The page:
Posted by: bobroth | December 15, 2009



It is 6:10 am and I have a room service tray on my bed with a big thermos of chai tea and two fruit plates of pineapple and papaya chunks.

Today we are off on a 4.5 hour drive to the southern-most tip of India, to a holy site called Kanyakumari, in honor of Mother Divine…

Yesterday (a blur already) we caravanned (6 cars) to another holy southern city, Rameshwaram–also along another VERY narrow road. But this time driver went slowly so I relaxed and David snapped photos all day out of the car window with his little Leica camera…

There are no words, of course, to describe the scene along the way….

Belching and screeching cars and motor bikes and wide rivers of humanity converging with cows and goats sleeping in the middle of the road and tiny roadside shops that sell something to someone (although i rarely saw anyone buying anything) and the dirt and dust and terrible, heart-wrenching poverty that makes me want to scream at the powers who would ever ever ever allow such a travesty against humanity and the Divine to continue.

But there are also no words to describe the extreme tenderness, simplicity, kindness, grace, natural glow of inner happiness of the people we saw and met. David said they are like a race apart–and in many ways–above the rest of us.

Back to our travels… Rameshwaram is the name of the city that kept coming to Maharishi’s mind during his two years of silence in Uttarkashi, in the Himalayas. Finally a fellow saint suggested to Maharishi that he leave the Himalayas, go to Rameshwaram, “Get rid of that thought,” and come back to the Silence of Uttarkashi asap. Maharishi did leave but never really came back to Uttarkashi. Because it was during his travels to Rameshwaram that he got the inspiration to teach meditation, first throughout India, and then around the world.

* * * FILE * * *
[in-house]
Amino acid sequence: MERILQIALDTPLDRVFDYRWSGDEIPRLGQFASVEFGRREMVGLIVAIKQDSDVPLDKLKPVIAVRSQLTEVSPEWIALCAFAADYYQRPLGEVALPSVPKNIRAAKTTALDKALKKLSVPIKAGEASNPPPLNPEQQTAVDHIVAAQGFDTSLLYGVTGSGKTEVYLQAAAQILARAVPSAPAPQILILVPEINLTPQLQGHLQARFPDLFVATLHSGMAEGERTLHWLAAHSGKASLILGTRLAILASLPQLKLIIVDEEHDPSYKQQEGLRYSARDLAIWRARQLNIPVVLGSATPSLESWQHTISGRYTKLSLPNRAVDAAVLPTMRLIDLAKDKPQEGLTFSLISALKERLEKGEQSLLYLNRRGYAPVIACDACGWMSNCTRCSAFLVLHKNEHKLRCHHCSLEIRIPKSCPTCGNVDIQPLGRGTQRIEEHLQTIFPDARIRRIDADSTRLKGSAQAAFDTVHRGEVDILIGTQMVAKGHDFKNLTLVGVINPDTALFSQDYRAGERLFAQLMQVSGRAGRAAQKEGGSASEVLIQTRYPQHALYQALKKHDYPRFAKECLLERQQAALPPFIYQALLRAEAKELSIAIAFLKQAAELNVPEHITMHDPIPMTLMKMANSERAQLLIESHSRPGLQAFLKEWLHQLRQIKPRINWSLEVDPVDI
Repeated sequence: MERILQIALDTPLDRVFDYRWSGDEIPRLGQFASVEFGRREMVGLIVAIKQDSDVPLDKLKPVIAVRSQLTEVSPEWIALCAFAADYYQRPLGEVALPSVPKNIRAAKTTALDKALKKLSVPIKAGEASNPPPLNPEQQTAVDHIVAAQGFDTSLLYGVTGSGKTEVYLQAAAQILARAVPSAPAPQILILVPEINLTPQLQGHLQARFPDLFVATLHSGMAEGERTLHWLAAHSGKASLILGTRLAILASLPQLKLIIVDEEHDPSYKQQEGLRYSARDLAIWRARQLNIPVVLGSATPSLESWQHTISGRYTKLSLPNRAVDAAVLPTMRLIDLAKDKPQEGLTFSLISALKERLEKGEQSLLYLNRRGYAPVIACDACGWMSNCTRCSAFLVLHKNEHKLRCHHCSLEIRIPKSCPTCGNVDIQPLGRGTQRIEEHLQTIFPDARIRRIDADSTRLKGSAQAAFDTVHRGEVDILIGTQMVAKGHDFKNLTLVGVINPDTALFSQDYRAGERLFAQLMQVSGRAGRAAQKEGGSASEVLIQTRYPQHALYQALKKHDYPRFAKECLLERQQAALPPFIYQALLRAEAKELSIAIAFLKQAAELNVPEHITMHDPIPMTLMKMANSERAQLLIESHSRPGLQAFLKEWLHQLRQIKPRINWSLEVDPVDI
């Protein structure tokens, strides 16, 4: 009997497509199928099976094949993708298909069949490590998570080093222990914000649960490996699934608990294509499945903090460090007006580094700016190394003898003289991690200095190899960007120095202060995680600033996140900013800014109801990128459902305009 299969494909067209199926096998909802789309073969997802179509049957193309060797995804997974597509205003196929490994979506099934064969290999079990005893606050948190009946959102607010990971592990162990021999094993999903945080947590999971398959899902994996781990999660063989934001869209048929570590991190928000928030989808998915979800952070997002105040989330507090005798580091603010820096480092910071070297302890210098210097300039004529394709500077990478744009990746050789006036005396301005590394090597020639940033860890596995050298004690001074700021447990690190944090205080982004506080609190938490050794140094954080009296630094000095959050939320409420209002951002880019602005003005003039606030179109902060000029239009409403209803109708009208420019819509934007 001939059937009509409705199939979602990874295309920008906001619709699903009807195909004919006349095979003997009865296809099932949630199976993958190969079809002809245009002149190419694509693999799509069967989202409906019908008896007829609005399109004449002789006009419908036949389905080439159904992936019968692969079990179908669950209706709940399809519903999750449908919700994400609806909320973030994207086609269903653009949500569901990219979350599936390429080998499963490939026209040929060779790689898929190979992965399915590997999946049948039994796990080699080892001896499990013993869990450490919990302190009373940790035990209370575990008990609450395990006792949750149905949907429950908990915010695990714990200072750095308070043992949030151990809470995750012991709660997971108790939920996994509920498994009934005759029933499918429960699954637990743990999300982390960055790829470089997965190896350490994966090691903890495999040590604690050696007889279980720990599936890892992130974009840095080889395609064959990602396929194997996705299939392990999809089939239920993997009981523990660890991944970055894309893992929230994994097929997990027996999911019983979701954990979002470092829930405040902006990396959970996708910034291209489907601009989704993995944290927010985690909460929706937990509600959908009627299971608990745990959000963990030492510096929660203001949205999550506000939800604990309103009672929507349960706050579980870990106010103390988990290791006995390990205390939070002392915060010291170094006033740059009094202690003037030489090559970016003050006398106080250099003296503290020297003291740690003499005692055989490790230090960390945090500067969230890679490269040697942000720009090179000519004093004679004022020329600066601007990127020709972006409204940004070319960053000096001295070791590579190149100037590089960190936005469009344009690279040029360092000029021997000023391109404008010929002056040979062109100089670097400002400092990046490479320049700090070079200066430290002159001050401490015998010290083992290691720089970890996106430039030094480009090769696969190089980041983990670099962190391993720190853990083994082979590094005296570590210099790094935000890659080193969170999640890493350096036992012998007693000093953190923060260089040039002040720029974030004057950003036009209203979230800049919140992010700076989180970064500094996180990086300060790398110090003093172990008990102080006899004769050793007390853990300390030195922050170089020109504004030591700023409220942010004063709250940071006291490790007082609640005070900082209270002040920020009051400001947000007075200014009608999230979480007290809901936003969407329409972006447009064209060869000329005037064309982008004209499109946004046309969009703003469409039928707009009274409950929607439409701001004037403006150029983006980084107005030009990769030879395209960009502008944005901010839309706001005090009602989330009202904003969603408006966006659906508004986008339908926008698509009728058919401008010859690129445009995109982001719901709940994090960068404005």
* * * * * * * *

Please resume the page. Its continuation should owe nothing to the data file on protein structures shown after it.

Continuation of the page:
We arrived in Rameshwaram just after 12 noon, en masse (sp?): 6 vans, tons of camera equipment, 13 people. (Our team includes many of the same guys who organized and shot the Oscar-winning film, “Slumdog Millionaire.”)

We headed for a shrine that is sacred to Indians, but where “foreigners” are not ordinarily allowed in. Somehow David and I were given permission. We removed our shoes, and slopped through a wet entry way in our socks… no cameras were allowed to follow us into the “inner sanctum”. I kept asking how old it was, and no one really knew.

My impressions: On the surface–spectacularly beautiful, colorful, noisy, almost frantic and seemingly in need of a deep cleaning… On the depth… overwhelmingly ancient, eternal, silent, DEEPLY breathtakingly and universally spiritual…

Talking afterwards, David said he felt incredibly blessed for such a rare experience and happy we had decided to take the long drive even though it was just for a few minutes there.

Heading back to Madurai, our driver somehow forgot the previously agreed upon notion of driving slowly but David has become quite blase about it all, and he meditated calmly through the twists and turns and close calls.

Me? i remained on the lookout, gasping silently for us both as cars zoomed by close enough for me to reach in a roll up their windows. We stopped a few times along the way for a chai tea breaks. (From a roadside vendor? Uh, i think i will pass… Me: “Hey, where are those Cokes that were stashed in the back seat? And how about those Bounty bars?”)

Back at the hotel at 6:30 pm, we ordered room service–a tasty bowl of tomato soup with toast–and watched the only English-language show on television, a National Geographic TV program on Americans who had been kidnapped by terrorists in India. Okay, well that was an interesting way to end the day…

We were going to watch something on safari’s in Africa, but opted for an early night. So this morning, I pack up stuff (I started this journey so neat and orderly and organized. Now I just jam stuff in my suitcase, sit on the top, and zip it up, hoping it does not burst.)

We will meet in the lobby in a few minutes, load our suitcases and camera equipment into the vans, and head off to Kanykumari. The angels of safe travels willing, I will send more reports from there.

Thanks for listening.

Love to you all, Bobby

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